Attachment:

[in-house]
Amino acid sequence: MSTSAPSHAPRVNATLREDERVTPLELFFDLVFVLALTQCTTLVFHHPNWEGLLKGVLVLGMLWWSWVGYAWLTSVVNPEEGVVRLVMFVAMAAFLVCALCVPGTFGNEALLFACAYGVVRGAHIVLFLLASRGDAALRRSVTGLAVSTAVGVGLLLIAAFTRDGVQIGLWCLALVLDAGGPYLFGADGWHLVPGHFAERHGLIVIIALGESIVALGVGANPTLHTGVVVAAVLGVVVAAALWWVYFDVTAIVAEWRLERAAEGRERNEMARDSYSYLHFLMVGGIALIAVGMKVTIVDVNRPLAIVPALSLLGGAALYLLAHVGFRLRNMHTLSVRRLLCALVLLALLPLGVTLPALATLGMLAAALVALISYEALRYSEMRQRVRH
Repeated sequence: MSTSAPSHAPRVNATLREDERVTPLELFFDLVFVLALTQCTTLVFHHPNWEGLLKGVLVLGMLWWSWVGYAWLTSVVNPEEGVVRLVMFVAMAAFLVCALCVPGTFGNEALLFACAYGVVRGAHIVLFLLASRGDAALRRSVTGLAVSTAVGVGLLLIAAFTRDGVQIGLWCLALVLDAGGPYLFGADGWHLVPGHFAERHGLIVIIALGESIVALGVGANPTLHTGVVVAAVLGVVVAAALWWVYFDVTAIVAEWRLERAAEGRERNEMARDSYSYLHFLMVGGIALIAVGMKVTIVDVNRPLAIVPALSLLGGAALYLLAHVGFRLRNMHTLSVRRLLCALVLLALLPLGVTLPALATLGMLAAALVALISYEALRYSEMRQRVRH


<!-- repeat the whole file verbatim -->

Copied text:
[in-house]
Amino acid sequence: MSTSAPSHAPRVNATLREDERVTPLELFFDLVFVLALTQCTTLVFHHPNWEGLLKGVLVLGMLWWSWVGYAWLTSVVNPEEGVVRLVMFVAMAAFLVCALCVPGTFGNEALLFACAYGVVRGAHIVLFLLASRGDAALRRSVTGLAVSTAVGVGLLLIAAFTRDGVQIGLWCLALVLDAGGPYLFGADGWHLVPGHFAERHGLIVIIALGESIVALGVGANPTLHTGVVVAAVLGVVVAAALWWVYFDVTAIVAEWRLERAAEGRERNEMARDSYSYLHFLMVGGIALIAVGMKVTIVDVNRPLAIVPALSLLGGAALYLLAHVGFRLRNMHTLSVRRLLCALVLLALLPLGVTLPALATLGMLAAALVALISYEALRYSEMRQRVRH
Repeated sequence: MSTSAPSHAPRVNATLREDERVTPLELFFDLVFVLALTQCTTLVFHHPNWEGLLKGVLVLGMLWWSWVGYAWLTSVVNPEEGVVRLVMFVAMAAFLVCALCVPGTFGNEALLFACAYGVVRGAHIVLFLLASRGDAALRRSVTGLAVSTAVGVGLLLIAAFTRDGVQIGLWCLALVLDAGGPYLFGADGWHLVPGHFAERHGLIVIIALGESIVALGVGANPTLHTGVVVAAVLGVVVAAALWWVYFDVTAIVAEWRLERAAEGRERNEMARDSYSYLHFLMVGGIALIAVGMKVTIVDVNRPLAIVPALSLLGGAALYLLAHVGFRLRNMHTLSVRRLLCALVLLALLPLGVTLPALATLGMLAAALVALISYEALRYSEMRQRVRH